YouTuber Michelle Phan Sued By Ultra Music For Copyright Infringement

Image via Michelle Phan on Facebook
Image via Michelle Phan on Facebook

As we move deeper into how the recording industry can (and will) monetize streaming audio, we’re hearing interesting stories. Last year, a shift in Billboard‘s line of thinking caused Baauer’s “Harlem Shake” to go from a viral hit to #1 on the charts due to a meme that had little to do with the actual song. Today, TMZ is reporting that a popular YouTuber, makeup tipster Michelle Phan, is being sued by Ultra Music for using tracks from Kaskade, Calvin Harris, deadmau5, and other popular EDM artists.

Ultra says that the videos in question have accumulated 150 million views in total. While we can’t say that if Phan used unreleased music instead of the popular videos if she’d have the same number of views, it really doesn’t matter in the court of law, especially when it comes to whatever monies Phan might have made off of these videos. Billboard reports that Phan “was made aware she’d need to obtain a license in order to continue implementing the songs into her videos,” but that apparently didn’t happen. Ultra will more than likely look at these the same way they (may) look at these YouTube accounts that seem to upload music for streaming on their own accounts.

Unless Phan is getting permission, it is illegal. How much money Ultra will be asking for (and how much Phan will have to come up off of) is yet to be seen. And while it doesn’t look like she’s officially spoken on this matter (yet), Phan did leave the following tweet:

mphan01 YouTuber Michelle Phan Sued By Ultra Music For Copyright Infringement

If you remember, the recent batch of SoundCloud violations to hit Kaskade’s account were over his songs on Ultra; he also opened up about label issues back in March. He had the following to say about his material being cited in Ultra’s lawsuit against Phan:

mphan02 YouTuber Michelle Phan Sued By Ultra Music For Copyright Infringement

mphan03 YouTuber Michelle Phan Sued By Ultra Music For Copyright Infringement

Here’s one video that features material from Kaskade. It’s been up for four years and has amassed over 48 million views:

She did credit the use of Kaskade’s “4AM” in this video (with an iTunes link), but it doesn’t look like that’ll be enough for Ultra:

  • ughUH

    guess it’s “phuck ultra” then, right?

  • ಠ_ಠ

    I think it’s cool that a really pretty girl is doing a cover of someone else’s song….. :

  • Jason Williams

    the thing people do when money is involved.

  • Dustin Tolman

    I don’t have one drop of feel-bad for her. It’s common sen$e to make sure that you license, and or clear music for content.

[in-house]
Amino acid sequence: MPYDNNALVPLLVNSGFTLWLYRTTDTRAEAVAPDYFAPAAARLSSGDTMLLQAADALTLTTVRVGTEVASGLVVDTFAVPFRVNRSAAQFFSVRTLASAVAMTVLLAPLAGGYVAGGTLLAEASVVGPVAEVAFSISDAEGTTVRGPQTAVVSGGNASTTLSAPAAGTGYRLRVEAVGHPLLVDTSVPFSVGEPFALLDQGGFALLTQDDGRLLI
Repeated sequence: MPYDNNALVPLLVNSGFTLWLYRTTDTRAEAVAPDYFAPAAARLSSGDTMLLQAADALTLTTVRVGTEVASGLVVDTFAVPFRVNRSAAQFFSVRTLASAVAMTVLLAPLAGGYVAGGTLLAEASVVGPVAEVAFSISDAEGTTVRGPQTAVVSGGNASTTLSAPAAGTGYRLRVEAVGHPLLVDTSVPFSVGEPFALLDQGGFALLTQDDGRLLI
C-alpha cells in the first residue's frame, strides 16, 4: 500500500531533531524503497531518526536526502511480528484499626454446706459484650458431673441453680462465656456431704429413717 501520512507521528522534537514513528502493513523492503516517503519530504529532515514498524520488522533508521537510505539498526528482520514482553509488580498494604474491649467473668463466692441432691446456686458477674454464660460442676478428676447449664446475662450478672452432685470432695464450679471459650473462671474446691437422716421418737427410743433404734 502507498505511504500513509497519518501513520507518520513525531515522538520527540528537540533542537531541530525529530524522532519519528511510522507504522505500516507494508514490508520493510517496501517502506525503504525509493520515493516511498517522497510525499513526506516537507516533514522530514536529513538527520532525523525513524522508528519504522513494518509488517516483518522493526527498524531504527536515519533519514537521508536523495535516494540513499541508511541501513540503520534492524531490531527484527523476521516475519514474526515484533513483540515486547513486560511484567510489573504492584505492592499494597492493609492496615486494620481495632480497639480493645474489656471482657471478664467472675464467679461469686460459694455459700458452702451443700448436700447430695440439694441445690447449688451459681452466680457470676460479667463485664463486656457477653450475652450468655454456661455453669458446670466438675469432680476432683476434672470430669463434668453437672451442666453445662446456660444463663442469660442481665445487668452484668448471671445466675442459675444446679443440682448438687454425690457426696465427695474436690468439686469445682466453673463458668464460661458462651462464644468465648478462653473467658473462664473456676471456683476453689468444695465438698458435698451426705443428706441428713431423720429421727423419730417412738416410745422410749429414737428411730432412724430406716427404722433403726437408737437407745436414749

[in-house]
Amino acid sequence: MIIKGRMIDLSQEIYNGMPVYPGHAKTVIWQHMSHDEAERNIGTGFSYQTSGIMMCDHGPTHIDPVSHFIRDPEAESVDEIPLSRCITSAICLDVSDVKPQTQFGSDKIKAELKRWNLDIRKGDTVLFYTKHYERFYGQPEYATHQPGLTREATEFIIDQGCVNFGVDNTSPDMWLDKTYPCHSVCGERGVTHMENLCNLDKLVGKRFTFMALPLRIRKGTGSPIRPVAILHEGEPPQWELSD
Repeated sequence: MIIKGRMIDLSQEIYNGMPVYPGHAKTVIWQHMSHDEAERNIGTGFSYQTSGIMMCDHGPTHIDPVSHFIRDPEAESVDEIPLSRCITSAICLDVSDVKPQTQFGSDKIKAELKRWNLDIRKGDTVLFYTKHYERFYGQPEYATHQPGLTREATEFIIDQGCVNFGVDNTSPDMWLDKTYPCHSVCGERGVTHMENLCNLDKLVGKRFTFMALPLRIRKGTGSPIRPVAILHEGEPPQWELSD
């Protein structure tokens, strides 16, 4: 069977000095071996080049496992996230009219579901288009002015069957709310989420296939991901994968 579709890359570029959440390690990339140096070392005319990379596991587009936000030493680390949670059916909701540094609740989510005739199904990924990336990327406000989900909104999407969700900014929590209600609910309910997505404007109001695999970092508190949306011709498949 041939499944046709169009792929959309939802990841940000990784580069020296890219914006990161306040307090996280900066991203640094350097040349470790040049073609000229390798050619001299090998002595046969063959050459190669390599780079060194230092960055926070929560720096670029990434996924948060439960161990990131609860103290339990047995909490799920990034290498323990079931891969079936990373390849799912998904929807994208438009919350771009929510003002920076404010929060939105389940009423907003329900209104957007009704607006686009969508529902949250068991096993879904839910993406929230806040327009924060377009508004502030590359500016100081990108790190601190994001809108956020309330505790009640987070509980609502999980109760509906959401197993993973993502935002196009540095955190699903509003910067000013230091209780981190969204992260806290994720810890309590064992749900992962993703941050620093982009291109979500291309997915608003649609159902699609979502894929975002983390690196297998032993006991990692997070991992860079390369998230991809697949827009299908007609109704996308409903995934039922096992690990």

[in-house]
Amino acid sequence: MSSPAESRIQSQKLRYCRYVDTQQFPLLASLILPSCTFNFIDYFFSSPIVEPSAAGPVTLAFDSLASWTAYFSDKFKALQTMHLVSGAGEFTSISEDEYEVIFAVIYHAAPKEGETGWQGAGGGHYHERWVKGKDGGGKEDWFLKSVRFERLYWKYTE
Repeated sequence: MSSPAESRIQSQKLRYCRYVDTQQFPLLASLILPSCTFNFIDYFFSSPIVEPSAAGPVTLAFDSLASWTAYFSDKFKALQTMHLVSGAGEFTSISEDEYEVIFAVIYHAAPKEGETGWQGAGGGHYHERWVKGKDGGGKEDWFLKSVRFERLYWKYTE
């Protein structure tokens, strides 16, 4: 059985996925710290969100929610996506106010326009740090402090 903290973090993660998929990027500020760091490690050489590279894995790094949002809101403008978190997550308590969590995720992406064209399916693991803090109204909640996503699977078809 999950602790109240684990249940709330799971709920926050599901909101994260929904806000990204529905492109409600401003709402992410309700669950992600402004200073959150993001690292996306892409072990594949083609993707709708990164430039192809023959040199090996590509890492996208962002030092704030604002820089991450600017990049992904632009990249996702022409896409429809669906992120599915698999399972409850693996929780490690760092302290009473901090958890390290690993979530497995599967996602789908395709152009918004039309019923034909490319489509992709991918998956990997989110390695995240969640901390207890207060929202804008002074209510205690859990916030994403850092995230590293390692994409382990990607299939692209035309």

• Luke

    That sucks for her

  • KJ

    Ultra music gone broke, they need money. Asshole ULTRA, they just want to fuck her!!!

  • http://studioneversleeps.com/ Victor Ware

    What’s going to happen is content producers will stop using music from big labels and look to independent labels and artists. It just makes sense.

    • http://www.rockthedub.com/ khal

      hopefully*

  • Kalis Konig

    I mean no offense but as big of a Youtuber she is, she should have known better. Using copyrighted music without an okay is the biggest Youtube “no-no” ever. A lot of youtuber’s use Royalty free music or music created by independent sources with their say so.

    • http://www.rockthedub.com/ khal

      It’s a licensing issue. Think of it in the same way that Rockstar has to get permission to put songs into their video games. It might not be them saying “I made this,” but you need to get permission for that copyright material.

  • http://www.nosuchwebsite.com/ Alvarez

    oops!

  • yup

    I don’t get it. She needs permission to do a make up tutorial with Kaskade’s music in the background? She isn’t sampling or saying the music is her’s. She’s simply letting it play in the background of her make up tutorial

    • lolmayonnaise

      She’s making money from the videos, so legally Kaskade/Ultra are entitled to some of that monetization, as the music they put hours of work and probably a good amount of money creating. It is apparent that Michelle was not passing on an amount of profit, and did not have the license to use the music, so Ultra feel they deserve fees for damages (and the law tends to agree). I’m not saying I think it is right (or wrong, for that matter), I’m just laying it down.

  • Haitian Jack

    lol. got her pretty ass